Chris Martin

In the computer

When people talk about "algebraic reasoning", explanations fall flat because we neglect to first figure out kind of reasoning we're contrasting it against. When we write computer code using an operational model, we do think about what we write — so what manner of reasoning are we using? Can we give it a name? And can we explain why it seems so incompatible with the sort of reasoning that Lambda Man is always going on about?

I propose that the culture of programming at present may be divided into two approaches, explained by the following competing conceptions of the act of programming:

  1. An operational programmer goes into the computer;
  2. An algebraic programmer remains outside the computer.

We all have some need to shift between the two perspectives, but many of us become more entrenched in one or the other.

Who calls the calls

To start piecing together the orientation of each kind of programmer with respect to the computer, I'd like to look at a curious question of agency regarding function calls.

  • When I write the expression "f x", I may describe my act of programming by saying that "we apply the function f to an argument x".
  • When the machine executes the program, I expect that "it will evaluate the function f at the argument x".

But this separation between my action as an author and the machine's action as an automaton is only so distinct in the parlance of an algebraic programmer. If I were a Python programmer:

  • When I write the expression "f(x)", I am "calling the function f".
  • When the machine executes my program, I expect that the Python interpreter will "call the function f".

So who calls the function: me or Python? The answer is both; I am Python, and its actions are my actions, regardless of whether I am present and typing into a REPL or whether I have scripted them out ahead of time in a program that may run in my absence.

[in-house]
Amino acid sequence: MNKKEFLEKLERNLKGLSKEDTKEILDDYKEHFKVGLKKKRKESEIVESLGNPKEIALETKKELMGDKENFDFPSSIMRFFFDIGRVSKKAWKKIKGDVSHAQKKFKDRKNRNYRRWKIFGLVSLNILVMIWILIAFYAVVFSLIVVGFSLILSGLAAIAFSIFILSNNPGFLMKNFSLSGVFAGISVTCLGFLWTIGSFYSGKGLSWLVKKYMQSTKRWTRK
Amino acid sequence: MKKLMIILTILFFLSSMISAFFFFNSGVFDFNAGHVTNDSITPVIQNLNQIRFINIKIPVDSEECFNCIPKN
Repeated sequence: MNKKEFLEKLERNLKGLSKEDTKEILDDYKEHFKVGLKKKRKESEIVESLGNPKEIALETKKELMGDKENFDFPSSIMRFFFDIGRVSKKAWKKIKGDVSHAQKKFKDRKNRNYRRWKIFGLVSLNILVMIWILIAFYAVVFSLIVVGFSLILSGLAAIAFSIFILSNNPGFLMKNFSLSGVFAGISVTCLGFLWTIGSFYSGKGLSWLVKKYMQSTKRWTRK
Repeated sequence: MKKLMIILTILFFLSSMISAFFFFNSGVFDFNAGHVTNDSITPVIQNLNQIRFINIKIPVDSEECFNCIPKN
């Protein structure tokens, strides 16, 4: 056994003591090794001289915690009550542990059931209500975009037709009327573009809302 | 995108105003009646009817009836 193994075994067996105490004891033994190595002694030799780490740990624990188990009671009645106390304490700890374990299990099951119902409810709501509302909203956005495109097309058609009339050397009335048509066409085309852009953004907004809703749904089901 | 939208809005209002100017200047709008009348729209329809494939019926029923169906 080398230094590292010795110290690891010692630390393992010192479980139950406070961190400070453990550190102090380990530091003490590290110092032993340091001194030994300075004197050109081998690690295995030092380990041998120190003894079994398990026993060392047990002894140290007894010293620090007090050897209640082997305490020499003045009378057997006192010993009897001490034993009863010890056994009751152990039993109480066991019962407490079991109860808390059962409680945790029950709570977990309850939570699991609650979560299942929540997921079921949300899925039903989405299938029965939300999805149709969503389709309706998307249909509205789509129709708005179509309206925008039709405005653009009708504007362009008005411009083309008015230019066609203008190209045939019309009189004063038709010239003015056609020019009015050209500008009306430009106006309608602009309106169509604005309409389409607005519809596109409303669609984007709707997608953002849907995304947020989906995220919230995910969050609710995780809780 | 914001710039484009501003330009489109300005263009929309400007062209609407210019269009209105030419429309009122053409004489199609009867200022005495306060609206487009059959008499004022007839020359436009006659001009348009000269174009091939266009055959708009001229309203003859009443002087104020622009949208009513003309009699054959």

One with the machine

In either variety of programming, we sometimes put ourselves in the shoes of the machine to reason about the anticipated outcome of what we write. But how this imagination works depends on a great deal on whether we are outside or in. When we trace an operational program flow, the text of the program forms a space we can move within, and each variable is a statue that comes alive and begins to talk. Algebraic expression evaluation is a much more sterile and dull affair, and we remain seated in our desk chair. Evaluating is rewriting an expression in another form; it does not take us into different headspace from the one in which we wrote the code in the first place.

Removing the lime from the coconut

When an experienced inside-the-computer author begins in a programming language that forces us to approach programs from the outside, we can expect the question: If "I have an IO String", then "how do I get to the String"?

While others have already addressed this question in detail, what I want to draw attention to here is that the misunderstanding originates from trying to apply the inside conceptual mapping to a programming model that is strongly outside. An IO String is a process that produces a String result. So if I were standing inside a Haskell program, holding such a thing in my hands, it stands to reason that I could run the process and get the string. But we do not have such values because we do not go inside to get anything. We remain at the text editor, writing definitions. One such definition might be for a process which consists of the machine 1. first running some IO String process; and then 2. doing some other action with the resulting string.